I felt compelled to start the Five-Acre Almanac posts at an unlikely time. It was August and besides going to work every day I was busy with party planning and gardening. In addition to the time constraints there was also the problem of planning. I didn’t have a fully fleshed-out road map or well-defined theme. The timing was all wrong, yet there was a persistence I couldn’t ignore that was telling me to start it anyhow. And so I did.

Now I’m eighteen weeks in and enough time has passed that I can reflect on the experience of showing up and writing each week. When I started out I had a personal goal of doing this for a year, but I didn’t want to put that in writing because I wasn’t sure if I could follow through with such a commitment. I didn’t want to set myself up for failure and so instead of being specific in my goals, I remained vague about how long I would be doing this.

My determination to meet my goal of showing up here every week has been solid, and that’s new for me. I seem to be able to work through my self-doubt and trepidation in ways I haven’t in the past. That’s not to say I don’t experience both or that I’m not continually talking myself out of giving up, but there’s a drive that keeps me going. I’m working on identifying what’s fueling that drive.

Why am I doing this? Why am I staying committed to it? Why does it matter so much to me?

Writing reflects who I am more honestly than anything else in my life, at least when I’m doing it right and not falling into the trap of writing for praise or for profit. This week when I was driving into town and I was asking myself some of these questions, these words came to me:

“Your job is not to impress.”

This left me wondering, what is my job then? The answer that came to me, which might be different than the answer that comes next time, is that my job for now is to show up.

When we commit to a relationship with another person, we have no way of anticipating the hardships and joys that we’ll face with them. When we commit to a job, we don’t know all of the challenges that will arise. When we commit to any kind of practice, we don’t know what’s going to be there for us on the other side or what we’re going to learn along the way.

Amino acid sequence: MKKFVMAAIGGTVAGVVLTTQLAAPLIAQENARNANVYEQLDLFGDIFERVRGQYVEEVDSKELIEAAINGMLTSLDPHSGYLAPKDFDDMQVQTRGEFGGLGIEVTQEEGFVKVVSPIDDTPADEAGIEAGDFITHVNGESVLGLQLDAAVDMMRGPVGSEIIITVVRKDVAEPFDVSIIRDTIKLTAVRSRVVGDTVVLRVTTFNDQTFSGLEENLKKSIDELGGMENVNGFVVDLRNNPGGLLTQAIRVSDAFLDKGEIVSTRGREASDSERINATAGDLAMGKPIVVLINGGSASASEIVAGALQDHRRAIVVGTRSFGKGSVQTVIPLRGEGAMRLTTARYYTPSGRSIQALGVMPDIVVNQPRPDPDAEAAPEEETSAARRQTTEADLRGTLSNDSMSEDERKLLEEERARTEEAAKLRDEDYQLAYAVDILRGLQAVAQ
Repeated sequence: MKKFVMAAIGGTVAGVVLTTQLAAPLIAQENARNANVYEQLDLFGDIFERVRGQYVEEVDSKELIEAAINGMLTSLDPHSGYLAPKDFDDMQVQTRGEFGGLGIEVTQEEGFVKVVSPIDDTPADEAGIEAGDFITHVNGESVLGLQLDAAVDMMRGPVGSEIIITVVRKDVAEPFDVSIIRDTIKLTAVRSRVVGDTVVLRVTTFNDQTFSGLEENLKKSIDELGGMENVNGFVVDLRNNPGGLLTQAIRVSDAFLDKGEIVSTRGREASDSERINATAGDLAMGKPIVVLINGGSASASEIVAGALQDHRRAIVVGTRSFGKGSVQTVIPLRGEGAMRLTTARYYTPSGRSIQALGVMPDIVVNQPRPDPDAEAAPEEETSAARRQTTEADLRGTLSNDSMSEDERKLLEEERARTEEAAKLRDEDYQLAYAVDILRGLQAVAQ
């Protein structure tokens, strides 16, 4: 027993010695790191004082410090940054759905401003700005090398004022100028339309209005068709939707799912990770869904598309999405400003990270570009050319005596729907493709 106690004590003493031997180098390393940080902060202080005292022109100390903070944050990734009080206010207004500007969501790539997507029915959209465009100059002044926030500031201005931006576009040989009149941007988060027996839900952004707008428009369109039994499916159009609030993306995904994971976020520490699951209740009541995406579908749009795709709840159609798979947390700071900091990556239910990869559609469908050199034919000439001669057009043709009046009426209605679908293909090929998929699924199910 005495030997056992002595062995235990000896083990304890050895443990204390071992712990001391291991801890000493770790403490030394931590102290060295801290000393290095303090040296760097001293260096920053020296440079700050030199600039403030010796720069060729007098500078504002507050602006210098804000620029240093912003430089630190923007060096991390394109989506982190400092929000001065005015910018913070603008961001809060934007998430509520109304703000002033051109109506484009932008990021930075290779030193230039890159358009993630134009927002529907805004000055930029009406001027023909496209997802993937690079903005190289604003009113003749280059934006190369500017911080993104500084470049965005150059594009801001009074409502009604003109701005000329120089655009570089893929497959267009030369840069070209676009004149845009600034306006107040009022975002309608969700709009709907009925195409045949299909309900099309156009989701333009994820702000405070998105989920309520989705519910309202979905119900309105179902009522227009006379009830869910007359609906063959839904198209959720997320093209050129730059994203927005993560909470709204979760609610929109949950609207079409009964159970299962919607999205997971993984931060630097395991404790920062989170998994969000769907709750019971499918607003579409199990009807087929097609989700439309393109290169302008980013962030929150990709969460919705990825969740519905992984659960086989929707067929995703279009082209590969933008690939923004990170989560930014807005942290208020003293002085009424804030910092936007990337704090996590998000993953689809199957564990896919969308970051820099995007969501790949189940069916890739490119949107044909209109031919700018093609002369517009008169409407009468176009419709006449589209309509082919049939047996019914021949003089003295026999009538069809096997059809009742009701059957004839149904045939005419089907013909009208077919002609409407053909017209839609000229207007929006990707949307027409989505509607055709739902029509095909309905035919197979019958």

Writing each week for the Five-Acre Almanac is the same way. I don’t know what it is supposed to be. I don’t know what it’s supposed to become. I only know that whatever I’m meant to discover along the way will only be discovered if I show up, if I honor the commitment I made to myself when I started.

I made this evolving project a public one, which is both motivating and terrifying. Motivating because I push myself to do better than I would if I were just writing in my journal. Terrifying because my uncertainty about what this is meant to be is on display.

“Your job is not to impress.”

Then what is my job here? What is the purpose of this self-imposed, public writing practice?

It is to get better at articulating the experience of being alive. Not because my experience is any more interesting or important than anyone else’s, but because language is the gift that gets me closer to articulating the experience than anything else I’ve discovered so far. And the experience of being alive is something to behold.

So I post here every week about something I’ve seen or done or witnessed in the natural world, and I try to tie it to something that is beyond myself. But like an iceberg, the part that is seen, the part that comes through in an 800-1000 word blog post is just a tiny piece of the bigger picture. Underneath there is a mass that includes everything else I’m trying to make sense of—my family, my hopes, my fears, my trying to understand the bigness of the world and my place in it, my gratitude, my uncertainty about the future, the terrible unfairness and hardship that exists right alongside so much beauty and wonder.